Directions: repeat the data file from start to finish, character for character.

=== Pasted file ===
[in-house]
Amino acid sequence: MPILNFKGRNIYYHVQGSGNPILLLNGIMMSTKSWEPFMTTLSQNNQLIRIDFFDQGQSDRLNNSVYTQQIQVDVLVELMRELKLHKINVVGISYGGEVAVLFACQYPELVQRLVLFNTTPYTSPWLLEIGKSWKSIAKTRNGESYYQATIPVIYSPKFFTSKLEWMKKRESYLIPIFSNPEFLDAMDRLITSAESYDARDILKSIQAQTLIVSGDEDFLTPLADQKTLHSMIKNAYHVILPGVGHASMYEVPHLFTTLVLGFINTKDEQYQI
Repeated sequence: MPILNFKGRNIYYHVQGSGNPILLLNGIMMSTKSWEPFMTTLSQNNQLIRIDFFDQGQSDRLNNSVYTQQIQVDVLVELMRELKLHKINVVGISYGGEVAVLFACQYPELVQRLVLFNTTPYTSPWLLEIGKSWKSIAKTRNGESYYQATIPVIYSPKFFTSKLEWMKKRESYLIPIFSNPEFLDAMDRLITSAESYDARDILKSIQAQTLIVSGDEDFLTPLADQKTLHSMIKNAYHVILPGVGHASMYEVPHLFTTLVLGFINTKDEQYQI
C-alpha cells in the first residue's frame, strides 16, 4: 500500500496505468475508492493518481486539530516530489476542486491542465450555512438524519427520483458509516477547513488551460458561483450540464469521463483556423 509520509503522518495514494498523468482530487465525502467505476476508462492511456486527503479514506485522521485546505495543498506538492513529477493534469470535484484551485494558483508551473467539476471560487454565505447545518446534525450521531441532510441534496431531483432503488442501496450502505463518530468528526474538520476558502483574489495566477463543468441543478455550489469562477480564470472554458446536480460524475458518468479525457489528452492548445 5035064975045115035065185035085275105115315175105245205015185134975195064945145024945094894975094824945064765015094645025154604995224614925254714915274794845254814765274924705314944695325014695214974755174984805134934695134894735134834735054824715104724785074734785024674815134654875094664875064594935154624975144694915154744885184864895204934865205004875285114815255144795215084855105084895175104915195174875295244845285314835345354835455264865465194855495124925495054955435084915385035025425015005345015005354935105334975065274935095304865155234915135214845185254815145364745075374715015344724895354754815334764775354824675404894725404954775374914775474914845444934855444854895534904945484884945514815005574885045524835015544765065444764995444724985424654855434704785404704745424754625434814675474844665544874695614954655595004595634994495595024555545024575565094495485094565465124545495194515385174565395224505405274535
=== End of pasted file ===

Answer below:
[in-house]
Amino acid sequence: MPILNFKGRNIYYHVQGSGNPILLLNGIMMSTKSWEPFMTTLSQNNQLIRIDFFDQGQSDRLNNSVYTQQIQVDVLVELMRELKLHKINVVGISYGGEVAVLFACQYPELVQRLVLFNTTPYTSPWLLEIGKSWKSIAKTRNGESYYQATIPVIYSPKFFTSKLEWMKKRESYLIPIFSNPEFLDAMDRLITSAESYDARDILKSIQAQTLIVSGDEDFLTPLADQKTLHSMIKNAYHVILPGVGHASMYEVPHLFTTLVLGFINTKDEQYQI
Repeated sequence: MPILNFKGRNIYYHVQGSGNPILLLNGIMMSTKSWEPFMTTLSQNNQLIRIDFFDQGQSDRLNNSVYTQQIQVDVLVELMRELKLHKINVVGISYGGEVAVLFACQYPELVQRLVLFNTTPYTSPWLLEIGKSWKSIAKTRNGESYYQATIPVIYSPKFFTSKLEWMKKRESYLIPIFSNPEFLDAMDRLITSAESYDARDILKSIQAQTLIVSGDEDFLTPLADQKTLHSMIKNAYHVILPGVGHASMYEVPHLFTTLVLGFINTKDEQYQI
C-alpha cells in the first residue's frame, strides 16, 4: 500500500496505468475508492493518481486539530516530489476542486491542465450555512438524519427520483458509516477547513488551460458561483450540464469521463483556423 509520509503522518495514494498523468482530487465525502467505476476508462492511456486527503479514506485522521485546505495543498506538492513529477493534469470535484484551485494558483508551473467539476471560487454565505447545518446534525450521531441532510441534496431531483432503488442501496450502505463518530468528526474538520476558502483574489495566477463543468441543478455550489469562477480564470472554458446536480460524475458518468479525457489528452492548445 5035064975045115035065185035085275105115315175105245205015185134975195064945145024945094894975094824945064765015094645025154604995224614925254714915274794845254814765274924705314944695325014695214974755174984805134934695134894735134834735054824715104724785074734785024674815134654875094664875064594935154624975144694915154744885184864895204934865205004875285114815255144795215084855105084895175104915195174875295244845285314835345354835455264865465194855495124925495054955435084915385035025425015005345015005354935105334975065274935095304865155234915135214845185254815145364745075374715015344724895354754815334764775354824675404894725404954775374914775474914845444934855444854895534904945484884945514815005574885045524835015544765065444764995444724985424654855434704785404704745424754625434814675474844665544874695614954655595004595634994495595024555545024575565094495485094565465124545495194515385174565395224505405274535